Paris menswear displays ended Sunday with a flourish of flowing jackets, schoolboy bow-ties and profusely pleated pants as designers here refused to bow to the gloomy recession aesthetic that has cast a pall over other fashion capitals.
French label Lanvin put its money not on pinstripes or other business-friendly fabrics but sumptuous woolen knits that billowed or clung to the body in soft waves, creating a sensuous, romantic look.
Across town, Dior Homme was all hard lines and sharp angles.
Although the house sent out mostly black suits — a menswear staple in hard times — its innovative tailoring pushed the look forward.
British designer Paul Smith staged an energetic show that drew inspiration from the mischievous English schoolboy.
Throughout menswear week, which began on Thursday, other Paris designers also put flight and fancy above pure pocketbook concerns.
Highlights included John Galliano — who sent out models made up as Pan, the man-goat hybrid — and Givenchy, with its medieval sadomasochist look.
Black suits that were anything but boring dominated at Dior Homme.
Asymmetrical cuts, strap and metalwork closures and heaps of pleats created an edgy, bold silhouette that played on volumes and contrast.
Designer Kris van Assche — who in 2007 replaced Hedi Slimane, the creator of the ultra-slim suit that was the house’s star piece — dared to go big, sending out billowy pants that bucked the overall trend in the Paris menswear shows toward slim trousers. A plethora of pleats fanning out from the low-slung waist band gave the pants an almost bubble cut through the hips and thighs.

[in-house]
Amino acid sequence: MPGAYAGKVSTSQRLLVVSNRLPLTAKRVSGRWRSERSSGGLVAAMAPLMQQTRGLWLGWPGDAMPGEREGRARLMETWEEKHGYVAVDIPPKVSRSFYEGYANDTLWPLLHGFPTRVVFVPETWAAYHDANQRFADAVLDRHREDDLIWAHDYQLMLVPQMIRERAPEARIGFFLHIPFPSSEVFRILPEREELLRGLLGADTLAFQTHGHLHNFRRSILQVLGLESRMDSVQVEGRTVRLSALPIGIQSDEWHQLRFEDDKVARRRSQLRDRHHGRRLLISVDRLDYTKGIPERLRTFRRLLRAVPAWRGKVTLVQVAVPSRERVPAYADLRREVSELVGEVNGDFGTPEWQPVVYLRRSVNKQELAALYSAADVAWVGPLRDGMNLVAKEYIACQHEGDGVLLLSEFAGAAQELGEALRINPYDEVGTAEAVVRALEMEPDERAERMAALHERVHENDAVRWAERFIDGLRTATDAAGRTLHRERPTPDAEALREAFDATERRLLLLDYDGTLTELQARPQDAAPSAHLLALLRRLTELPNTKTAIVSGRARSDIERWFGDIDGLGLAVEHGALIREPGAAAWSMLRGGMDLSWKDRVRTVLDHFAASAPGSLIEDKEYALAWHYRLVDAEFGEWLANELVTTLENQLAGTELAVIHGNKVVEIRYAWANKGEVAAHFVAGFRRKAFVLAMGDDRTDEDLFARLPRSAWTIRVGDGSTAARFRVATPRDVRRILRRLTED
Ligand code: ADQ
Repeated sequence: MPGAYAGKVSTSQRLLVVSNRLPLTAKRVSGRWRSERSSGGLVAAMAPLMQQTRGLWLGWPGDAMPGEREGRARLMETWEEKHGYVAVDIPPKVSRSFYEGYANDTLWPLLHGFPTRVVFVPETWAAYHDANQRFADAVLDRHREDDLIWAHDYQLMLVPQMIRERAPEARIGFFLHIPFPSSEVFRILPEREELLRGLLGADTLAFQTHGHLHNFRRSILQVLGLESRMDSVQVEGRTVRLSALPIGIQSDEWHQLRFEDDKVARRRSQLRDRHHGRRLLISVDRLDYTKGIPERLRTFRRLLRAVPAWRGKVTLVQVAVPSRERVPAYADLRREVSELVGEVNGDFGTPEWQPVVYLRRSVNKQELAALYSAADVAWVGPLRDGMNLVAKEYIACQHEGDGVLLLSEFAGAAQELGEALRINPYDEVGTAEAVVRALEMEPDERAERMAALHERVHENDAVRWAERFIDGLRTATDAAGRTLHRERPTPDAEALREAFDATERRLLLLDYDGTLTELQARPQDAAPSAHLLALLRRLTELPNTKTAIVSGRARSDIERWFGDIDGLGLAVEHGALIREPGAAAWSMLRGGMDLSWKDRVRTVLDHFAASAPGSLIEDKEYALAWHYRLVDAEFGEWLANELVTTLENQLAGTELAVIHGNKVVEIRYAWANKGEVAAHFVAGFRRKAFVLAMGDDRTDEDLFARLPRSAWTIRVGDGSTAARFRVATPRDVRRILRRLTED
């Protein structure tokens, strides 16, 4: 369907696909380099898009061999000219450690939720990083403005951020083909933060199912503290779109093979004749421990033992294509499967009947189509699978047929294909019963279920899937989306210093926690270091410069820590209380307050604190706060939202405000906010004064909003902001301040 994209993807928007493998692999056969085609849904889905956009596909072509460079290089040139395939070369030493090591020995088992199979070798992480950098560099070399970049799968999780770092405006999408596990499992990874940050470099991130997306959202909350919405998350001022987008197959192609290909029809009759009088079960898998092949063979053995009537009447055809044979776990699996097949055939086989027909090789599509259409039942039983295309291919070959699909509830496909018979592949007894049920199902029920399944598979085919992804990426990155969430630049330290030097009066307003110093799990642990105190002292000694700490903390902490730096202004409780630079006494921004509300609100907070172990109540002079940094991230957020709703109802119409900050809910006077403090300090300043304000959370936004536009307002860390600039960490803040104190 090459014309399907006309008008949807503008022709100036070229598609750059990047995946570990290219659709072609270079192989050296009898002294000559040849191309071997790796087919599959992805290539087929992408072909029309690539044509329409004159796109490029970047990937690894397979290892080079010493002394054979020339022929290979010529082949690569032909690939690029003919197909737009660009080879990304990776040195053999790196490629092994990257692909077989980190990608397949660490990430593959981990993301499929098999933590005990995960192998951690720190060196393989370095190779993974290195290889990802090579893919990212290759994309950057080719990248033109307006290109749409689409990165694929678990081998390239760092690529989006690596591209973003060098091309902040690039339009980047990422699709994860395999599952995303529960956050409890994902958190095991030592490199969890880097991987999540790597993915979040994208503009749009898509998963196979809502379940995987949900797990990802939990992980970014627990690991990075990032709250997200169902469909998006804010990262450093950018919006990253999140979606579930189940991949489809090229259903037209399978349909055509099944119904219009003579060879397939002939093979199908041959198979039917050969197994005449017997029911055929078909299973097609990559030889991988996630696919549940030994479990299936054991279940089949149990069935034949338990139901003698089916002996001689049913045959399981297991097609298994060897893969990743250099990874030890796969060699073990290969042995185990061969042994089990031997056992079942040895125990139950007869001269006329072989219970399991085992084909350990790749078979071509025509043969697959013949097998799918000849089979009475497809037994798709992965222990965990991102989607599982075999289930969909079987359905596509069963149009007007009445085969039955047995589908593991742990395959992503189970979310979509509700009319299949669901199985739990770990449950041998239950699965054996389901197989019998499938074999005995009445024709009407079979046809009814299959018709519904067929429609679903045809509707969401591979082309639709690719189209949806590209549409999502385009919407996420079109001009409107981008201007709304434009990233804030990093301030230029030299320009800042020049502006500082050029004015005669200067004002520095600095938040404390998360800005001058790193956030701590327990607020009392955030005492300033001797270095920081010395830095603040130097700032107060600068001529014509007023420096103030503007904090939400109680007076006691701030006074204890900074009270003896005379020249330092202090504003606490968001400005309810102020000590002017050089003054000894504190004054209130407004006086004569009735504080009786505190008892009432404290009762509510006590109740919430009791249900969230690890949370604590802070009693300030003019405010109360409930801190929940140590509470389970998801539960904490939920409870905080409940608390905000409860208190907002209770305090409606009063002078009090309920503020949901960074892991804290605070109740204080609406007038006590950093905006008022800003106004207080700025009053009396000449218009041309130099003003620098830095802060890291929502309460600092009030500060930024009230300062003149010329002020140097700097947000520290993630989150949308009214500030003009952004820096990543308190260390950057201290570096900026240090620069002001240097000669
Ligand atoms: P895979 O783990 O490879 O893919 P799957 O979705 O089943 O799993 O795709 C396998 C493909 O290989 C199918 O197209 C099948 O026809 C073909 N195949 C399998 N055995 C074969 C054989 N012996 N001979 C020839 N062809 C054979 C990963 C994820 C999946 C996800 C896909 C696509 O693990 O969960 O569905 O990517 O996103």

Jackets dispensed with buttons, with one often asymmetrical flap closing over the another with hooks or graphic straps.
Turtlenecks, a recurring favorite at the Paris shows, were given a graphic twist. Cut in stiff white broadcloth, the generously draped necks stood straight up with contrasting black lining on the inside.
The entire show was black and white, and the closest thing to gray was a double-breasted overcoat in black and white bouclee.
French actress Beatrice Dalle praised the collection, which she called “really nice, really sober.”
“Although sobriety is not necessarily what I look for in a man,” Dalle said with a smile.
The English schoolboy, with his tweed-heavy wardrobe and penchant for irreverent mixing and matching, had the run of the catwalk.
The collection was whimsical and fun even if Smith, whose flair for giving classics a twist has won him a worldwide following, didn’t stray far from his label’s hallmark style.
Tweed professor blazers were paired with slim plaid trousers and smart wool jackets were worn over cycling jerseys in bright primary colors. Flashes of hot pink lining peeked out from a blazer in oatmeal-colored houndstooth.
Bow-ties largely replaced conventional neckties, somehow managing to look dapper and not too out of place on the teenage models.
The same cannot be said for the show’s clunky plastic eyeglasses.
Those wearing the heavy, Clark Kent-style frames looked as if they were itching to rip off the nerd gear and re-emerge in tights and spandex.